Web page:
• Current dividend yield: 4.2% (based on its total 2013 payouts of roughly $2.01)
  • Payout ratio: 41% of projected 2014 earnings
  • Dividend growth: 550% in 10 years, from 30.8 cents per share in 2003 to $2.01 last year

China Mobile (CHL) frequently takes a back seat to domestic telecom stocks like AT&T (T) and Verizon (VZ). But there’s little growth for U.S. telecoms — and more importantly, a miserly history of dividend increases.

While China Mobile has been increasing its payouts steadily over the last 10 years, with a 550% increase in dividends since. AT&T has seen a dividend increase of just 47% in the same period and Verizon just 38%.

The CHL dividend payout ratio is less than half of projected profits, and more importantly, China Mobile has significant growth prospects as China gets increasingly wired. The Asian telecom should report roughly double-digit revenue growth in 2013, after about 9% revenue growth in 2012.

Sure, CHL is in a battered emerging market and there are serious concerns about China’s economy broadly. But the biggest concern is how China will transition from an old manufacturing-based economy into a consumer and technology-driven one — and that means China Mobile is the way of the future.

Besides, it has more than 750 million wireless subscribers — more double the population of the U.S. — and more than 60% share of China’s mobile market. So there clearly is some stability here given its massive scale.

Retirement Dividend Stocks: Old Republic International (ORI)

  • retirement-dividend-stocks-ori-stockMarket cap: $4 billion
  • Current dividend yield: 4.7%
  • Payout ratio: 45% based on FY2013 earnings
  • Dividend growth: 79% in 10 years, from 40.2 cents per share in 2003 to 72 cents last year

Lawrence Meyers called out Old Republic International (ORI) as one of his “secret” dividend stocks recently, and it’s certainly a pick worth pursuing.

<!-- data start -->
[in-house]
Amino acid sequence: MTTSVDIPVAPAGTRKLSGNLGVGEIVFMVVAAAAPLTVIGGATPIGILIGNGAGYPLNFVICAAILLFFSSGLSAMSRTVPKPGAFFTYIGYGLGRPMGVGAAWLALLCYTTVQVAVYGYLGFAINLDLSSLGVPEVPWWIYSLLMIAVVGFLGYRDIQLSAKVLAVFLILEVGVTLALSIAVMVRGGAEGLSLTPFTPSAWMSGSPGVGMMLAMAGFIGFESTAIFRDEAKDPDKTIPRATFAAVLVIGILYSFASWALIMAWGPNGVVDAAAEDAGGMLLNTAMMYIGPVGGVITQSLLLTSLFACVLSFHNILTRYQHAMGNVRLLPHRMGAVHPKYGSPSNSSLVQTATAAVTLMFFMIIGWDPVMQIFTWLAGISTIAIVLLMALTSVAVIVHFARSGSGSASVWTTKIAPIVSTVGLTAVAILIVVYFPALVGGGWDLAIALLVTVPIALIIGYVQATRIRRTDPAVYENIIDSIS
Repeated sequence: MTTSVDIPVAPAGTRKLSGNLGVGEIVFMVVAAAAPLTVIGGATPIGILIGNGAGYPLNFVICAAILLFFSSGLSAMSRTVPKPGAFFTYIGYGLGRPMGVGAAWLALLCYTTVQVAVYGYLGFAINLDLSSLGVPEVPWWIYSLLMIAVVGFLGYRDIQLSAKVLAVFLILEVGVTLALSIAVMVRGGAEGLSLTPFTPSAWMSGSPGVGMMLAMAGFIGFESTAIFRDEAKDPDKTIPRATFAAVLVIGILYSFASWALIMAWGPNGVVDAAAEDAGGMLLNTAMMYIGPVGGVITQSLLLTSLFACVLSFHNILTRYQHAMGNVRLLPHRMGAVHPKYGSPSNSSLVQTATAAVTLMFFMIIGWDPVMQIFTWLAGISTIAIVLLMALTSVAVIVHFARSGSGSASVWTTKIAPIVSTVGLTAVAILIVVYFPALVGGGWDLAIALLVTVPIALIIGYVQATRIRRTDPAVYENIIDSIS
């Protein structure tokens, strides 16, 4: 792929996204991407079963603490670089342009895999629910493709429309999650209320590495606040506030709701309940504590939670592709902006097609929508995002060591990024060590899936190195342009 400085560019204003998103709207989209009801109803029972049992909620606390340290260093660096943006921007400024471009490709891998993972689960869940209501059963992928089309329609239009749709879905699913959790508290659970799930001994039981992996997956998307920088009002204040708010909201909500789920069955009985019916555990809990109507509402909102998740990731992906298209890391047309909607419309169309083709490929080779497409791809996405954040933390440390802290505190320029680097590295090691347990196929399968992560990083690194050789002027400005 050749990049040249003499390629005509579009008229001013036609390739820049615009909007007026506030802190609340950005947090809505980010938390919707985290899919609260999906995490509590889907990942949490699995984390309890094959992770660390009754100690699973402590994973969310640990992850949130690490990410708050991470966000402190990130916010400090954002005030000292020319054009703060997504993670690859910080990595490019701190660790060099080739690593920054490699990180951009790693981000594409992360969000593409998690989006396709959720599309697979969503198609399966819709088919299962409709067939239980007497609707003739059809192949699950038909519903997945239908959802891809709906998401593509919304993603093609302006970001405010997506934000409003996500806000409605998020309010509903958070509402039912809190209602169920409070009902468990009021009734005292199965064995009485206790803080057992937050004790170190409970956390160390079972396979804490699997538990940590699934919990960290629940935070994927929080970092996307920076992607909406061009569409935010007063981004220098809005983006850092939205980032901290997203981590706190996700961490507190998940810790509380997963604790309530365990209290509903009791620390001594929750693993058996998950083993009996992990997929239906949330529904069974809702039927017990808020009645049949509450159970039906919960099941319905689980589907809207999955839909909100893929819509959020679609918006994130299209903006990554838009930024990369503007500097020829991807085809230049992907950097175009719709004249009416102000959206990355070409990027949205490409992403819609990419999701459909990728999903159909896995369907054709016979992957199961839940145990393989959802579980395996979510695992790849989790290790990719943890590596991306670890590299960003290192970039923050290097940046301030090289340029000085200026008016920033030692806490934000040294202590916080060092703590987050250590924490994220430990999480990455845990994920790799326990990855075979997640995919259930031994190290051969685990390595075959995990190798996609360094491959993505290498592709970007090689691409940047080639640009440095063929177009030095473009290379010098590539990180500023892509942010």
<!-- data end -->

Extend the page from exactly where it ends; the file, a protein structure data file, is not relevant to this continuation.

Though some might view Old Republic as a boring old insurance company, that’s actually a plus for dividend investors looking for stability. Old Republic started back in 1887 and has a long history and a diverse array of products that mean it has staying power.

And unlike an insurance stock like Allstate (ALL), which is actually paying a smaller dividend now than it did 10 years ago, ORI has been generous with its increases and has seen its payouts more than double since 2003. Looking forward, those increases should continue, too, given the low payout ratio as a percentage of total earnings.

This is a bit smaller than other dividend picks, so there could be a bit of short-term volatility at ORI. But the company seems to be a good bargain with a forward P/E of less than 10 right now and a valuation that is only slightly above book value.

Retirement Dividend Stocks: Huntsman (HUN)

  • retirement-dividend-stocks-huntsman-hun-stockMarket cap: $5.5 billion
  • Current dividend yield: 2.2%
  • Payout ratio: 22% of projected 2014 earnings
  • Dividend growth: 150% in seven years, from 20 cents per share in 2007 to 50 cents last year.

Huntsman (HUN) is also a bit smaller than some of the blue-chip dividend picks out there. Compared with its big brothers in the chemicals space, it is more attractive.

HUN has a price-to-earnings ratio of about 10 based on 2014 forecasts, while Dow Chemical (DOW), 3M (MMM) and DuPont (DD) are all right around 15.

Secondly, it has a heck of a lot more dividend growth potential over time after a 150% increase in payouts since 2007. That blows away the track record of the bigger chemicals stocks. And its very comfortable payout ratio means that those distributions should continue to market steadily higher.

There are risks in being small. After basically flat revenue in 2013, forecast for 2014 indicate 6% revenue growth — which isn’t killer, but is at least higher than Dow or DuPont. There’s a risk that a downturn could create short-term volatility, but Huntsman stock made some significant cost-cutting during the Great Recession that should serve it well no matter where the market goes in 2014 and beyond.

Jeff Reeves is the editor of and the author of The Frugal Investor’s Guide to Finding Great Stocks. As of this writing, he did not hold a position in any of the aforementioned securities. Write him at or follow him on Twitter via @JeffReevesIP